Pandora Media (NYSE:P) isn't any more immune to growing pains than other businesses in its sector. As such, it shouldn't be surprising to see the company boosting prices on its most valuable Pandora Internet Radio subscribers to cover rising royalty payments to artists. The stock is nevertheless down nearly 4% since the news broke. Fool contributor Tim Beyers explains the implications in the following video.

Specifically, the company is ending annual subscriptions, and asking new members to pay $4.99 monthly for One, the ad-free version of Pandora Internet Radio. Existing members will be grandfathered in at $3.99, while those who've paid annually in the past will be asked to begin paying monthly when their year is up.

Can investors expect the rate changes to impact profits? Unlikely, Tim says. Premium subscribers to Pandora Internet Radio accounted for 18.7% of revenue in the most recent quarter, and that's with the segment's contribution more than doubling year over year -- from $10.3 million to $25.7 million.

Tim sees the move not so much as a reaction, but as proper planning. In a blog post, the company said that royalty rates are up 53% during the past five years and are on pace to rise another 9% in 2015. Raising prices for ad-free Pandora Internet Radio now should allow the company to avoid the fate of the airline industry, which has found it difficult to boost fares despite rising fuel costs.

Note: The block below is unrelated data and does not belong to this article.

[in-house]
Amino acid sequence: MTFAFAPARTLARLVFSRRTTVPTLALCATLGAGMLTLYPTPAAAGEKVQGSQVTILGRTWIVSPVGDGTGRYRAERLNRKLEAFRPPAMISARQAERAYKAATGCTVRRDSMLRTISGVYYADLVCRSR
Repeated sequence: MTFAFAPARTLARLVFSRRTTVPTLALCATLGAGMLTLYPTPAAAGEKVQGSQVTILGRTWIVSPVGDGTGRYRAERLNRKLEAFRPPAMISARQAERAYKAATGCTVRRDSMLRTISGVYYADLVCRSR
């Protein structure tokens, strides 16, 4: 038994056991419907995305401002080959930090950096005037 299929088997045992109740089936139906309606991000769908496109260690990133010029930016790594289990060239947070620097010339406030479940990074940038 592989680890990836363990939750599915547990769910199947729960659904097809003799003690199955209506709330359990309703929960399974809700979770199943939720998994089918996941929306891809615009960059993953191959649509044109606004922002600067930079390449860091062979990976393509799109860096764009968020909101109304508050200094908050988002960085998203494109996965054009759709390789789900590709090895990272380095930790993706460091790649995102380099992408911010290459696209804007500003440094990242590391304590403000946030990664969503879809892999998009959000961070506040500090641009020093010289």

If you're interested in getting exclusive, unfiltered access to Motley Fool co-founder and CEO Tom Gardner's personal "Everlasting Portfolio" of stock picks -- a portfolio that's outperformed a stunning 99.6% of similar mutual funds during the past 12 months -- you're in luck. For a limited time only, Tom is inviting new members to apply for "early acceptance" into The Motley Fool's crown-jewel service -- Motley Fool ONE. If you're accepted, you'll be invited to test-drive Motley Fool ONE with zero risk or obligation for an entire 365 days. Simply click here to apply now... time is running out!

This article represents the opinion of the writer, who may disagree with the “official” recommendation position of a Motley Fool premium advisory service. We’re motley! Questioning an investing thesis -- even one of our own -- helps us all think critically about investing and make decisions that help us become smarter, happier, and richer.